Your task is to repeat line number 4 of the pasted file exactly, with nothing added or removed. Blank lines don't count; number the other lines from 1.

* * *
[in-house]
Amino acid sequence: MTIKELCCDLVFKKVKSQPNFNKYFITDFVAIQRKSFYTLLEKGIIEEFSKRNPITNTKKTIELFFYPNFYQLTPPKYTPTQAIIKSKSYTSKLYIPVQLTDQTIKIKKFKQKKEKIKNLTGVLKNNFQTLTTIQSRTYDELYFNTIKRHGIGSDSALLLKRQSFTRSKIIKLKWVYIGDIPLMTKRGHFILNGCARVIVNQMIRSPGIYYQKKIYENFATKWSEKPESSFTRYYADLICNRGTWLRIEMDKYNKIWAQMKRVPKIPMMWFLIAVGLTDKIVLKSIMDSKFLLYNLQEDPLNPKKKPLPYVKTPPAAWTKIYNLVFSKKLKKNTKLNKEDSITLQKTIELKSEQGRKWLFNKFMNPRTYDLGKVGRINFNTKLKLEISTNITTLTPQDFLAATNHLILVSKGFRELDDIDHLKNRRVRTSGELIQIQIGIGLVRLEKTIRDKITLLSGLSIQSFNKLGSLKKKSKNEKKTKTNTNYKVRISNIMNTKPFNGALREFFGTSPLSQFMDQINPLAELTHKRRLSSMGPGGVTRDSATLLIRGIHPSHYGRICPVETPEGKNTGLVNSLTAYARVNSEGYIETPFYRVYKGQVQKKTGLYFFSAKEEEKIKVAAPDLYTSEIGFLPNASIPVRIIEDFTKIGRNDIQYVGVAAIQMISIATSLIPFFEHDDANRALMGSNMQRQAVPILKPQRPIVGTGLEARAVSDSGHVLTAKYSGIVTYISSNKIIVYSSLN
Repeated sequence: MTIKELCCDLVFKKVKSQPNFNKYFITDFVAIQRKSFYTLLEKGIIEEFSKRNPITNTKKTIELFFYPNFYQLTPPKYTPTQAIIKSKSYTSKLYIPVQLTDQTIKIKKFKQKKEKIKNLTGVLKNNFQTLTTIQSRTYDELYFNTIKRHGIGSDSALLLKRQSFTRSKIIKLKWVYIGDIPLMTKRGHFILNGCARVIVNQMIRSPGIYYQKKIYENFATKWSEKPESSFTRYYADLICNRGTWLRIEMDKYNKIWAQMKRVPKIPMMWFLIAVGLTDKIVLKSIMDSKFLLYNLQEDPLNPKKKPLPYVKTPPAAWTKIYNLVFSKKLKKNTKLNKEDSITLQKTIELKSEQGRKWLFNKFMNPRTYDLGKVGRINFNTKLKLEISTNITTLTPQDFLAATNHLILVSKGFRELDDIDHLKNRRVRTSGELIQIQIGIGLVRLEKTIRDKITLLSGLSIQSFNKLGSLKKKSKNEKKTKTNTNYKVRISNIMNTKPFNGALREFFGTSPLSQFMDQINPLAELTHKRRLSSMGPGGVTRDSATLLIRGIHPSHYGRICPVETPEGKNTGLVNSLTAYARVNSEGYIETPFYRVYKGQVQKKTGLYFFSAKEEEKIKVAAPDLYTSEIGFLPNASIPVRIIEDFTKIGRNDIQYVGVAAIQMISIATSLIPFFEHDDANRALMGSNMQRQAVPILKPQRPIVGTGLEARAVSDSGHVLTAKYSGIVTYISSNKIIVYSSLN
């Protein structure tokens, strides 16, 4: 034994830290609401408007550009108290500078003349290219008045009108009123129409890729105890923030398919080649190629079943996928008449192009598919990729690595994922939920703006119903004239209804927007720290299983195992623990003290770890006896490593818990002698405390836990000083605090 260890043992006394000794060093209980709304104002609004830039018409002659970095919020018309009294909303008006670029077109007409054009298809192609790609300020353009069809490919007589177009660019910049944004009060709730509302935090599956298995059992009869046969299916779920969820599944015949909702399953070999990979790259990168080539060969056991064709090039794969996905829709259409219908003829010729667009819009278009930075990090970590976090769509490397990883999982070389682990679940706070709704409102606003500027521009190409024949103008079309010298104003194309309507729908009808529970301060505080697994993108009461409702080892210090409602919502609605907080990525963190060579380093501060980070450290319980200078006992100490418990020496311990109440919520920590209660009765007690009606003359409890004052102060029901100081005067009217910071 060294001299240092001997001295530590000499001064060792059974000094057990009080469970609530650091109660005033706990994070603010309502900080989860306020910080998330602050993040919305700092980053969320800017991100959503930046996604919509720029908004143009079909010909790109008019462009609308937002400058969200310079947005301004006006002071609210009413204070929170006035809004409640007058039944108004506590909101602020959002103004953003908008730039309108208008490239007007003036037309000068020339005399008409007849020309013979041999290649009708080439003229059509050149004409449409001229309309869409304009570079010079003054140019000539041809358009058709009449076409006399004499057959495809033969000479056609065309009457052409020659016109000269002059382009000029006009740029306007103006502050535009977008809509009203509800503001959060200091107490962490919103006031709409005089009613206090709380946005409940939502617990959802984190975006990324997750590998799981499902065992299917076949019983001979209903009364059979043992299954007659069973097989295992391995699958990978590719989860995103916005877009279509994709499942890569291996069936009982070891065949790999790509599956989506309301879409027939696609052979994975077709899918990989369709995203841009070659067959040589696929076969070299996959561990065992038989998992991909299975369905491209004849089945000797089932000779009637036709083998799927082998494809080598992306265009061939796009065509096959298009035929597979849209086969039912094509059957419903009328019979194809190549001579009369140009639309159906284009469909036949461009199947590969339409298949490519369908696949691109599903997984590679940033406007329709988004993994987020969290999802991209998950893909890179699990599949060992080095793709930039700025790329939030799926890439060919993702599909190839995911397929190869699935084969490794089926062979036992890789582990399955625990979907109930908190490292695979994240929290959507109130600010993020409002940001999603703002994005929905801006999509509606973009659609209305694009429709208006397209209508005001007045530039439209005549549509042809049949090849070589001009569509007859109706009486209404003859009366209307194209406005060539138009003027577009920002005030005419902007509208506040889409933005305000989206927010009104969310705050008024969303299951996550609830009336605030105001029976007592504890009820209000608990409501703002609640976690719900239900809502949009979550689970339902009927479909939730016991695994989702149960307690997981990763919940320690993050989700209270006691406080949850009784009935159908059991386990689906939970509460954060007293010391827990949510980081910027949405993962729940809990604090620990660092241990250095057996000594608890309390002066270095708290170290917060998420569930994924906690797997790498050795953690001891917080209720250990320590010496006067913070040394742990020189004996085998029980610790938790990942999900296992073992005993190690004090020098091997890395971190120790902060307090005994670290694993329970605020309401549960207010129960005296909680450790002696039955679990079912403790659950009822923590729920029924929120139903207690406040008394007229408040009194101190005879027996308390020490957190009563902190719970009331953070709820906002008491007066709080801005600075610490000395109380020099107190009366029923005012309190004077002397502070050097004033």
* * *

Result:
């Protein structure tokens, strides 16, 4: 034994830290609401408007550009108290500078003349290219008045009108009123129409890729105890923030398919080649190629079943996928008449192009598919990729690595994922939920703006119903004239209804927007720290299983195992623990003290770890006896490593818990002698405390836990000083605090 260890043992006394000794060093209980709304104002609004830039018409002659970095919020018309009294909303008006670029077109007409054009298809192609790609300020353009069809490919007589177009660019910049944004009060709730509302935090599956298995059992009869046969299916779920969820599944015949909702399953070999990979790259990168080539060969056991064709090039794969996905829709259409219908003829010729667009819009278009930075990090970590976090769509490397990883999982070389682990679940706070709704409102606003500027521009190409024949103008079309010298104003194309309507729908009808529970301060505080697994993108009461409702080892210090409602919502609605907080990525963190060579380093501060980070450290319980200078006992100490418990020496311990109440919520920590209660009765007690009606003359409890004052102060029901100081005067009217910071 060294001299240092001997001295530590000499001064060792059974000094057990009080469970609530650091109660005033706990994070603010309502900080989860306020910080998330602050993040919305700092980053969320800017991100959503930046996604919509720029908004143009079909010909790109008019462009609308937002400058969200310079947005301004006006002071609210009413204070929170006035809004409640007058039944108004506590909101602020959002103004953003908008730039309108208008490239007007003036037309000068020339005399008409007849020309013979041999290649009708080439003229059509050149004409449409001229309309869409304009570079010079003054140019000539041809358009058709009449076409006399004499057959495809033969000479056609065309009457052409020659016109000269002059382009000029006009740029306007103006502050535009977008809509009203509800503001959060200091107490962490919103006031709409005089009613206090709380946005409940939502617990959802984190975006990324997750590998799981499902065992299917076949019983001979209903009364059979043992299954007659069973097989295992391995699958990978590719989860995103916005877009279509994709499942890569291996069936009982070891065949790999790509599956989506309301879409027939696609052979994975077709899918990989369709995203841009070659067959040589696929076969070299996959561990065992038989998992991909299975369905491209004849089945000797089932000779009637036709083998799927082998494809080598992306265009061939796009065509096959298009035929597979849209086969039912094509059957419903009328019979194809190549001579009369140009639309159906284009469909036949461009199947590969339409298949490519369908696949691109599903997984590679940033406007329709988004993994987020969290999802991209998950893909890179699990599949060992080095793709930039700025790329939030799926890439060919993702599909190839995911397929190869699935084969490794089926062979036992890789582990399955625990979907109930908190490292695979994240929290959507109130600010993020409002940001999603703002994005929905801006999509509606973009659609209305694009429709208006397209209508005001007045530039439209005549549509042809049949090849070589001009569509007859109706009486209404003859009366209307194209406005060539138009003027577009920002005030005419902007509208506040889409933005305000989206927010009104969310705050008024969303299951996550609830009336605030105001029976007592504890009820209000608990409501703002609640976690719900239900809502949009979550689970339902009927479909939730016991695994989702149960307690997981990763919940320690993050989700209270006691406080949850009784009935159908059991386990689906939970509460954060007293010391827990949510980081910027949405993962729940809990604090620990660092241990250095057996000594608890309390002066270095708290170290917060998420569930994924906690797997790498050795953690001891917080209720250990320590010496006067913070040394742990020189004996085998029980610790938790990942999900296992073992005993190690004090020098091997890395971190120790902060307090005994670290694993329970605020309401549960207010129960005296909680450790002696039955679990079912403790659950009822923590729920029924929120139903207690406040008394007229408040009194101190005879027996308390020490957190009563902190719970009331953070709820906002008491007066709080801005600075610490000395109380020099107190009366029923005012309190004077002397502070050097004033």